Find the Right Bit for Your Horse

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Bits

No piece of equipment is a substitute for training, rider experience, and time, but the right bit in your horse’s mouth will make the journey smoother along the way. Confusion and discomfort create distress, negatively impacting your horse’s comfort and responsiveness. Head-tossing, tongue flipping over the bit, bracing, running through the bit, gaping mouth, and high-headedness are signs that your horse is stressed. Smooth effortless responses, a quiet mouth, and a steady head show that your horse feels confident and relaxed. Choosing features that enhance communication through comfort is a great starting point for improving your horse’s comfort and responsiveness.

Balance

A bit should be well-balanced and have enough weight to clearly signal a release of rein pressure without weighing heavily against his tongue and/or bars. Test your bit’s balance by resting the midpoint of the mouthpiece on the tip of your outstretched finger. The bit should center itself easily. It should also orient itself in the same position it is meant to sit inside your horse’s mouth when his head is vertical (only if it’s a curb bit).

Comfort

Whether a snaffle or a curb, you should ride with a smooth, contoured mouth made of palatable materials. A mouthpiece that is shaped to match the curves of your horse’s mouth gives your horse more room for his tongue and prevents him from feeling relentless pressure that over time he will learn to ignore. View the bit from above to see if it is either straight from end-to-end or bows forward slightly to enhance your horse’s comfort. Choose sweet iron and/or copper inlay to sweeten the taste of the bit and promote a moist mouth. Stainless steel tastes awful to your horse and is drying to his mouth, which creates friction over the tongue and bars. The thickness of the mouthpiece is important too. A thin or twisted bit can do damage to your horse’s tongue and bars. However, an overly thick mouthpiece fills your horse’s mouth with continuous pressure and limits tongue mobility. A bit with a 7/16th diameter is well-accepted and a comfortable choice for most horses.

Curb Bit Comfort

If your horse is in a curb bit, you need to take port height and width into consideration too. Remember that the mouthpiece rotates down against your horse’s tongue and bars when you take slack out of the reins. A high port will push up into your horse’s sensitive palate, and should only be used on a horse that needs little guidance by an experienced rider with gentle hands. A low or no port will distribute pressure over a wider area, but be confining to the tongue and prevent your horse from swallowing. This is especially uncomfortable for a thick-tongued horse and tends to cause resistance in the jaw and poll. Small rings and prongs create further discomfort for your horse. A jointed mouth offers some tongue relief, but can act like a port by forming a peak and pressing into the roof of your horse’s mouth. A smooth medium port with some width offers maximum tongue relief without affecting the palate, concentrates most of the pressure on the bars of the mouth, and is a great choice for most horses and riders.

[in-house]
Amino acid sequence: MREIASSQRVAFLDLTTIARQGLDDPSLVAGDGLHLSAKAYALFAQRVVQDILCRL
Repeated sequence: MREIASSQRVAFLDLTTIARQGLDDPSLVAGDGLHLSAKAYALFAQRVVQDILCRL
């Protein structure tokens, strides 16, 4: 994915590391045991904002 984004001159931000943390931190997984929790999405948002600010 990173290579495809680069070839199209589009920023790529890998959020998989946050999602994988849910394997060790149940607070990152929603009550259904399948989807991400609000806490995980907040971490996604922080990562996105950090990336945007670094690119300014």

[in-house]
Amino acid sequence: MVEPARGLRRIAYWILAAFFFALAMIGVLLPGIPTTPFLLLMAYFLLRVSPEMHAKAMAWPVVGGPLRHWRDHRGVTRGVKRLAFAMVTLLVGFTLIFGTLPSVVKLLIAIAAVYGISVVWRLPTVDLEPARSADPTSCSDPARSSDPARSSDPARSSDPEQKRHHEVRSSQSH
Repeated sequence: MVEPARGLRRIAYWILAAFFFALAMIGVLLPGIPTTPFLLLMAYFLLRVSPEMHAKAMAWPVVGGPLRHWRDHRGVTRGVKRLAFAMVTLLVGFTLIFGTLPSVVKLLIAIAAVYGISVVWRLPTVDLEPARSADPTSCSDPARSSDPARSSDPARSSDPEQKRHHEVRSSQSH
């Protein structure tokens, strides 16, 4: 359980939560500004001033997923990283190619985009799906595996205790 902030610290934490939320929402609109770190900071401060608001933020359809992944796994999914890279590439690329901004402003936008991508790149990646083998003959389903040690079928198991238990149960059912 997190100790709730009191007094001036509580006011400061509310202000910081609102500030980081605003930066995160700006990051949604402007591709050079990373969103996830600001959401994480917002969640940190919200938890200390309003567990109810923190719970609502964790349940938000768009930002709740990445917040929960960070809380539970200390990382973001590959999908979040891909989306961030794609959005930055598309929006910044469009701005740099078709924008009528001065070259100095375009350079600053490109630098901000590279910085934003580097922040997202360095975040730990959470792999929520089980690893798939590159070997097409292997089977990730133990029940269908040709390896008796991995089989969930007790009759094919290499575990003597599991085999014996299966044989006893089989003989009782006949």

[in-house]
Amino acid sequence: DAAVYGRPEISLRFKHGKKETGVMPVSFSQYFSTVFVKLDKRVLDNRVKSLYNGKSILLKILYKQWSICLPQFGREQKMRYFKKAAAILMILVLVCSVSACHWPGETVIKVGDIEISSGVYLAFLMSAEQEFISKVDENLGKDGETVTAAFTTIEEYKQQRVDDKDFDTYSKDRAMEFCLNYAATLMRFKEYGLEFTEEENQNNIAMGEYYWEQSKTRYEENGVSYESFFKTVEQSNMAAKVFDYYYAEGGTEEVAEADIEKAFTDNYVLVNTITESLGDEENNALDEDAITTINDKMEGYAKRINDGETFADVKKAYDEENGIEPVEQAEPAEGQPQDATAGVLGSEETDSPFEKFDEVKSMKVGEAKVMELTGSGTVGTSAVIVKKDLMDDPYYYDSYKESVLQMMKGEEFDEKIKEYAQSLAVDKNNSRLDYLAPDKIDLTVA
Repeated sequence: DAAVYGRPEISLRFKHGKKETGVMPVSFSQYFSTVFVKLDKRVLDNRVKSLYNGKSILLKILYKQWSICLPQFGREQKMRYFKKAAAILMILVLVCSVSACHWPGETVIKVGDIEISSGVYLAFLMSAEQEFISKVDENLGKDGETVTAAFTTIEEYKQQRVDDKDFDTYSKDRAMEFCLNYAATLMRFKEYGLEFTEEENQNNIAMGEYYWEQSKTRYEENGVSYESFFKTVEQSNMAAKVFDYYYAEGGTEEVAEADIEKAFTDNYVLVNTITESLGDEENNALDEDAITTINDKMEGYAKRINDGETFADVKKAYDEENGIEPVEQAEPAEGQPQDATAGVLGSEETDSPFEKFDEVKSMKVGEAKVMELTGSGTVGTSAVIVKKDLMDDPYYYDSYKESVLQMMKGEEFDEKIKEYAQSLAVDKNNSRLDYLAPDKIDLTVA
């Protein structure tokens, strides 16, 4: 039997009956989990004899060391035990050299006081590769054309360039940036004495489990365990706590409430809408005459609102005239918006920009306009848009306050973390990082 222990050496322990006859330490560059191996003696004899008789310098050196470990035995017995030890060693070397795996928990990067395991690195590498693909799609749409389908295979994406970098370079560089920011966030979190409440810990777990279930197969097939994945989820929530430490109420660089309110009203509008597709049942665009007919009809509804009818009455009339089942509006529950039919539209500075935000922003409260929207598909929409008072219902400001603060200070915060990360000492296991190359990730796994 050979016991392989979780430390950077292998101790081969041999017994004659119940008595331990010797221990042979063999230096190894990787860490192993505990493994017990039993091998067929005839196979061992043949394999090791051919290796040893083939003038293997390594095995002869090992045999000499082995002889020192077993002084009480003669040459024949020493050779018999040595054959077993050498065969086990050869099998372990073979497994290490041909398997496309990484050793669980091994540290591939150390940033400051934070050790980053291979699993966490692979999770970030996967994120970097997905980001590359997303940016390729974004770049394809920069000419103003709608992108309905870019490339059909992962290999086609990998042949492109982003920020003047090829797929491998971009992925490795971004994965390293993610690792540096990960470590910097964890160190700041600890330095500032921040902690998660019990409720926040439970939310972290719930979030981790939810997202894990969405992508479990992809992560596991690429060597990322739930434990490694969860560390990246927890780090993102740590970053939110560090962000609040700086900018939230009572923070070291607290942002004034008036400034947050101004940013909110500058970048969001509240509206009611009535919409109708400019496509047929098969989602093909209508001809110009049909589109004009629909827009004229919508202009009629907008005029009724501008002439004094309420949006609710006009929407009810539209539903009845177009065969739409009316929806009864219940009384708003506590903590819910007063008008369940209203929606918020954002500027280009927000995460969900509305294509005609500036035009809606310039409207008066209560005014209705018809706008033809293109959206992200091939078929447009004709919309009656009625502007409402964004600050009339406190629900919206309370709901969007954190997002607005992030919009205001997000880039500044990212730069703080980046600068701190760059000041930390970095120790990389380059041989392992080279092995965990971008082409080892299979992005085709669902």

Responsiveness

A single-jointed snaffle bit provides excellent lateral communication and tongue protection, concentrating pressure on the bars of the mouth when the horse’s head is vertical and encouraging flexion at the poll. A double-jointed mouthpiece beautifully conforms to the shape of the horse’s mouth, evenly distributes pressure, and offers clear lateral signals. However, it isn’t a good choice for a curb bit because the communication will be sloppy and there is little or no protection for the tongue unless it has a locking mechanism that limits how far it can collapse. Moveable snaffle cheek rings/dees and curb shanks clarify lateral signals you send to your horse. Choosing loose shanks on your curb will make the bit softer and prevent the cue-muddying (and uncomfortable) “bit tilt” that can happen when a curb has no moving parts.

When you experience a communication breakdown or wish to enhance your horse’s performance, a bit that helps your horse clearly and comfortably receive your signals is essential for getting the job done.

Liked this article? Here are others you’ll love:

HorseChannel’s Online Bit Guide

Bit Advice
A Bit of Advice from Gina Miles

5 COMMENTS

  1. I use a colt correction on my horse with a medium port. We do western riding and she responds very well to it. I’ve been working on keeping gentle hands while using it and she doesn’t resist. I was always confused on what bit to use for her, but my trainer recommended it, so I thought I’d give it a try. I feel that any bit can become harsh if you use it the wrong way. I’ve heard the colt correction is a very inhumane bit, but we use it on many of our horses and they ride fine with it.

  2. I find bit fitting fascinating but I know it’s confusing for many and the horse suffers if people are not informed. My suggestions would be to write more articles, with pictures, and a lot of testimonies from riders. What do they use, why, what were their challenges? How did they know the bit worked or didn’t work??? Learning from others on their successes and failures sometimes is more valuable than just reading a informational piece of the functions of a bit or two. That’s just a little “bit” of what I think. 🙂

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